Saturday, April 28, 2012

Fla. Gov. Rick Scott will sign bill banning governments from hiring companies tied to Cuba

Posted on Friday, 04.27.12


Fla. Gov. Rick Scott will sign bill banning governments from hiring
companies tied to Cuba

The governor called a Miami Spanish-language radio station to say he
plans to travel to South Florida to sign the legislation. The bill's
critics have said the law is unconstitutional.
By Patricia Mazzei

Gov. Rick Scott said on Friday that he intends to sign contentious
legislation that would ban the state and local governments from hiring
companies with business ties to Cuba and Syria.

"As we all know, the record of the Castro and Assad governments are
undeniably repressive," Scott said in a phone call to Spanish-language
radio station WAQI-AM (710), known as Radio Mambí. "I'm going to sign
legislation that protects Florida taxpayers from unintentionally
supporting dictatorships that commit such despicable acts."

The governor told host Ninoska Pérez Castellón that he will sign Florida
House Bill 959 on Tuesday in Miami. Later, Sweetwater Mayor Manny
Maroño's office issued an invitation "on behalf" of the governor to the
signing, for 11 a.m. at downtown's Freedom Tower, a symbolic setting for
the Cuban exiles who were processed there when they first entered the
United States.

In throwing his support behind Florida House Bill 959, Scott sided with
the nearly-unanimous Legislature. The legislation was authored by
Miami-Dade Republicans who argued taxpayer dollars should not fund
companies connected to oppressive regimes in Cuba and Syria.

Influential business interests, including the Florida Chamber of
Commerce and the governments of Florida's top two trading partners,
Brazil and Canada, have warned the law would discourage investment from
foreign firms. It is unclear which, or how many, companies would be
affected by the legislation.

On Thursday, the board of the Greater Tampa Chamber of Commerce passed a
resolution urging the governor to veto the legislation, saying it would
deter efforts to attract new companies and jobs.

Florida Chamber President Mark Wilson, who has called the law
unconstitutional because foreign policy is a federal matter, said Friday
that while he agrees that companies should not work in places like Cuba,
the law could hurt the state's business-friendly reputation.

"We remain concerned about the constitutionality of it. We remain
concerned about unintended consequences," he said. "But it's impossible
to predict what the governor's message is going to be, how it's going to
be received."

"If there's some way we can assure the ambassadors and the trade
representatives from our large trading partners that we're going to work
to make sure this doesn't cause any damage — that's a really important
message here," he added.

Fourteen laws passed by the Republican-controlled Legislature in the
past year ended up in court, and several others appear headed that way,
including the Cuba measure.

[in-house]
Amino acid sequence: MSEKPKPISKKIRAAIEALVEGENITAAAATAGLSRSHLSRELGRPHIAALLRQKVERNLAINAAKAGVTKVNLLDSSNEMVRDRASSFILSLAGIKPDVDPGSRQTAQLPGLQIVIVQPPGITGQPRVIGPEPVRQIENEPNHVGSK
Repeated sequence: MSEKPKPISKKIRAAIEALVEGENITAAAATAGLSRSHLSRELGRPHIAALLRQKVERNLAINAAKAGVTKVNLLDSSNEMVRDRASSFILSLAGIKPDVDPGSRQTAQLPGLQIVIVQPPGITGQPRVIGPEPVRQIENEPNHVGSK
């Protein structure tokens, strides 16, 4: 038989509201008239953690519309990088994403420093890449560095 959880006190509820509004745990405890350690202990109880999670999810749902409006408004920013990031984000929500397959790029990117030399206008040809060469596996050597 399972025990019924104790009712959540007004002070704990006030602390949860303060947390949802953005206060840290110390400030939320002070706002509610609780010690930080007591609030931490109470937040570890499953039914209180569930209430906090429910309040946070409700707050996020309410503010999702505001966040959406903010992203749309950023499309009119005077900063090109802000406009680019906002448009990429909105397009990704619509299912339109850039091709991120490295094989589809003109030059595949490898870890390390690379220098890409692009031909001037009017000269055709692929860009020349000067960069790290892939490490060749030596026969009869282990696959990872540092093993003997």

The usually pro-business governor, who spoke on radio only briefly, said
governments in Cuba and Syria "seek to harm U.S. interests at every turn."

"We know they actively support international terrorism," Scott said.
Host Pérez Castellón and her guests, who were airing the show live from
West Hialeah, applauded the governor.

Signing the legislation is an olive branch of sorts from Scott to
Miami-Dade's older Cuban Americans, a coveted voting bloc. Earlier this
month, as part of his vetoes to the state budget, the governor cut
$500,000 that had been set aside for a Bay of Pigs Museum — on the 51st
anniversary of the invasion. The veto did not go unnoticed by
Cuban-American politicians and radio hosts.

"Kudos to the governor; he put Florida taxpayers over foreign
interests," said Mauricio Claver-Carone, executive director of the
Washington-based U.S.-Cuba Democracy Political Action Committee that
pushed for the legislation. "He did the right thing."

The legislation, sponsored by Sen. Rene Garcia of Hialeah and Rep.
Michael Bileca of Miami, appears aimed at Odebrecht, the Brazilian giant
whose Coral Gables-based, U.S. subsidiary has worked on some of South
Florida's biggest projects, including the Adrienne Arsht Center for the
Performing Arts, the American Airlines Arena and the North Terminal at
Miami International Airport. A separate subsidiary in Cuba is performing
major improvements to the Port of Mariel.

Once the governor signs the bill into law, it will go into effect on
July 1 and affect future state and local government contracts worth at
least $1 million. Odebrecht USA has been negotiating with Miami-Dade
aviation officials to build the proposed Airport City, a massive project
including two hotels, office and retail space on airport grounds.

The plan, under Federal Aviation Administration review, would have to
win approval from county commissioners. Several have already said they
are reluctant to award more projects to Odebrecht. The new law could
give them legal cover to back up their position.

County Attorney Robert Cuevas, however, has said Miami-Dade should not
enforce the new law because it conflicts with federal law.

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